Brenna went with him to the water's edge. It was the clearest lake she had ever seen, as clear as bathwater. With the sun shimmering down on the water and the brilliant blue sky overhead, it was more open than any tub, more than any pool inside the mountains could have been.
"I don't need a caretaker," she said, tugging at her hand.
They stayed on the edge of the lake for several minutes, while Brenna simply stared at the water and prepared herself mentally for the idea of going into it. Deeper, and deeper, and putting her face in the water, and…
Gritting her teeth, she let go of
Lachlan and took off her shoes. Her skirt and shirt came off next, leaving her standing in her underwear and crisscrossing breast wrap.
It was never the wading she had trouble with, though.
Step by step, they went deeper. A school of neon blue fish darted past, brushing one of Brenna's fingers.
"Here." Brenna stopped when the water was up to her hips. She didn't look at
Lachlan, didn't look at anything except her bare feet at the bottom of the lake. The sun shone warmly on her back and neck, and her face got closer and closer to the water as she bent down near it. Her heart pounded in her chest and her breathing sped up.
Her nose brushed the water. The wetness on her face set off something inside of her, something dark and deep and primal, and she found herself flailing backwards, trying to get away from it, trying to not be wet. It was only
Lachlan's hold on her hand that pulled her back and shook her out of the haze of panic enveloping her.
"I'm right here. You're okay, Brenna. You're okay."
Lachlan took her other hand, too, and squeezed them both tightly. "Look at me. I'm right here."
Brenna tore her gaze off of the water and met his eyes, breathing deeply until her racing heart slowed back down slightly.
She tried again to put her face near the water. Twice more. The last time, she almost passed out as the blackness clawed at her, as the familiar memories of not being able to breathe, of being held down, of sucking water into her lungs, flooded over her.
"Why this?" she shouted in frustration, squeezing Lachlan's hands so hard he probably started to lose circulation to his fingers. She had been through far worse than this in prison. She wasn't scared of knives. She wasn't scared of things cutting her, or of men touching her, or of loud noises, or of the dark, or of little spaces. Most everything that had happened to her, she had used as fuel to overcome, to get stronger, to protect herself, to gain control. Why was water the one thing that she couldn't handle?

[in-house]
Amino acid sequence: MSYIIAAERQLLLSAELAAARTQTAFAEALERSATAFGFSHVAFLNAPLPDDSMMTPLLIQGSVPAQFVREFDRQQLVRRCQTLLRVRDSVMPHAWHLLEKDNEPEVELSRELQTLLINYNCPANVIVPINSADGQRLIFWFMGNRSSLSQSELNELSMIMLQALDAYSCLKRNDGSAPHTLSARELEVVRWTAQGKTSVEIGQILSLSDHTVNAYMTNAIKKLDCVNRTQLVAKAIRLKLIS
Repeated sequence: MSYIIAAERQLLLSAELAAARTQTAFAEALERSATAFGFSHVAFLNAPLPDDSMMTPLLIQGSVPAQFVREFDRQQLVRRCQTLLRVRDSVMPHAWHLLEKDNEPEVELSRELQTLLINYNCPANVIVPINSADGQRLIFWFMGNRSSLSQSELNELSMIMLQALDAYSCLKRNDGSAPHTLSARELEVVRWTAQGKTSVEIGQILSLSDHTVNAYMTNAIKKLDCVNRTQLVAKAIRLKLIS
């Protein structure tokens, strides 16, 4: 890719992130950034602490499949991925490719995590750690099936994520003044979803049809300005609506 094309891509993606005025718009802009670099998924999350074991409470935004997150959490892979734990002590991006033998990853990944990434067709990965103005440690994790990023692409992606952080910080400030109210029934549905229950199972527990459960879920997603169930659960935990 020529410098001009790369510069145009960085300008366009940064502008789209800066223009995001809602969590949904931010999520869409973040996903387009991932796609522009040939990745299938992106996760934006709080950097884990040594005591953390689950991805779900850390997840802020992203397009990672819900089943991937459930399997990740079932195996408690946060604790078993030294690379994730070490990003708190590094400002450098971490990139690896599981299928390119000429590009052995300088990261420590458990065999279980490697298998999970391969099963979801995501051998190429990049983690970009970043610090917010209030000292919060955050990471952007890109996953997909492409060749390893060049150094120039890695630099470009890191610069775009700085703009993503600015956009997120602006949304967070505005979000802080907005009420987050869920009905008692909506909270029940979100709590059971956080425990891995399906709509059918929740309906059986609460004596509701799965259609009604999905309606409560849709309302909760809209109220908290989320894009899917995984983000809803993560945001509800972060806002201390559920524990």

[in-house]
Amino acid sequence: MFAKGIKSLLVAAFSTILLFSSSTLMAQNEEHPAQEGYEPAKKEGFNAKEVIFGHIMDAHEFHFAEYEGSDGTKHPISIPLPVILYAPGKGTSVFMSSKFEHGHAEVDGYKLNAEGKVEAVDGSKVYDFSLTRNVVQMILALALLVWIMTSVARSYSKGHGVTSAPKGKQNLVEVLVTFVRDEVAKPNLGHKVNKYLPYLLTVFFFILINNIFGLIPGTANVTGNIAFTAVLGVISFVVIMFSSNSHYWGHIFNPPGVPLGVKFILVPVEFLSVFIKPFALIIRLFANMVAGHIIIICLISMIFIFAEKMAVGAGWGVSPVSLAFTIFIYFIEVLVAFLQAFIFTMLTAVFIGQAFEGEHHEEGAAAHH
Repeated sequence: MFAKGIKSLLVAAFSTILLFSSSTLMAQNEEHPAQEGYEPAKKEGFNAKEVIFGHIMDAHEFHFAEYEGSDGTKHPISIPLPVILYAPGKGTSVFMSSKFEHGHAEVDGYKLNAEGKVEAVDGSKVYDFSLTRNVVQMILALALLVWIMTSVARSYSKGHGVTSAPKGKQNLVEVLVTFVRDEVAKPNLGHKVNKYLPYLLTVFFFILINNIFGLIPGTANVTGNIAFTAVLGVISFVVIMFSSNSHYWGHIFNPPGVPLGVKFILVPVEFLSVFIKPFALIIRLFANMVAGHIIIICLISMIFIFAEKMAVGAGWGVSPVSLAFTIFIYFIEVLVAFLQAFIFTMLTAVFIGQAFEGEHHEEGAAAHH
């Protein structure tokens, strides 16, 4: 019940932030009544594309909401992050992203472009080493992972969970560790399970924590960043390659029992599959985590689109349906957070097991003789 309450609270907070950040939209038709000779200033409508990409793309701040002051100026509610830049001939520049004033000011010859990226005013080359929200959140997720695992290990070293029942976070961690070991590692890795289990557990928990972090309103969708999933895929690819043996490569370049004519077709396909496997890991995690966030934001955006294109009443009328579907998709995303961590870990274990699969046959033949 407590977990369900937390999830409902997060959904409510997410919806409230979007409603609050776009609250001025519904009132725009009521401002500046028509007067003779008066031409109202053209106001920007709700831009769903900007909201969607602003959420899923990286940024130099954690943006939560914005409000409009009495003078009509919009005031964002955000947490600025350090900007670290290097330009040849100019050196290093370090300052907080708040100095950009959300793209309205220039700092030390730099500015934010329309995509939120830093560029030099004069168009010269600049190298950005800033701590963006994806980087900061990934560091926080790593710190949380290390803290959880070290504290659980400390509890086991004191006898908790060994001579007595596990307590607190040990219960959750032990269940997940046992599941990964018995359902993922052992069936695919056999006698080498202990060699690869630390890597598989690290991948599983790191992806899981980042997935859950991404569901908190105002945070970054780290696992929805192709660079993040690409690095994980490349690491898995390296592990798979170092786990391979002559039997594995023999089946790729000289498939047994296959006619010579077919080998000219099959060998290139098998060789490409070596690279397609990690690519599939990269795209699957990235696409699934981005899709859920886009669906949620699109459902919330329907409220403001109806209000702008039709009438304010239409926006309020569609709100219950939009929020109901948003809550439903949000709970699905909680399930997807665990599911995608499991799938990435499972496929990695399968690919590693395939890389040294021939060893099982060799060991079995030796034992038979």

"It doesn't make you weak, Brenna."
"What if, instead of facing it headfirst, you try lying back on the water? I'll hold you up to make sure you don't go under."
Lachlan turned so she was sideways to him. He let go of her hand and put one arm around her back and one on her hip, waiting. Waiting for her. Waiting for her to lie backward…the same way that the people at the prison had lowered her into the water. Tied down, on her back, sinking, sinking…
Not in all of her fifteen years had she been so tempted to yell that she couldn't do it and just leave. But she had to do it. If she couldn't get over a fear of water, what did that say for her? What if someday she had to swim in an ocean or a lake or something? What if Alanna fell into a river? Unlikely—Alanna never went near water if she could avoid it—but what if Brenna had to save her and couldn't?
Lachlan said firmly. "Brenna!"
When she focused on his face again, he said, "I won't let you fall. I promise. I've got you, love."
She thought back over her few years with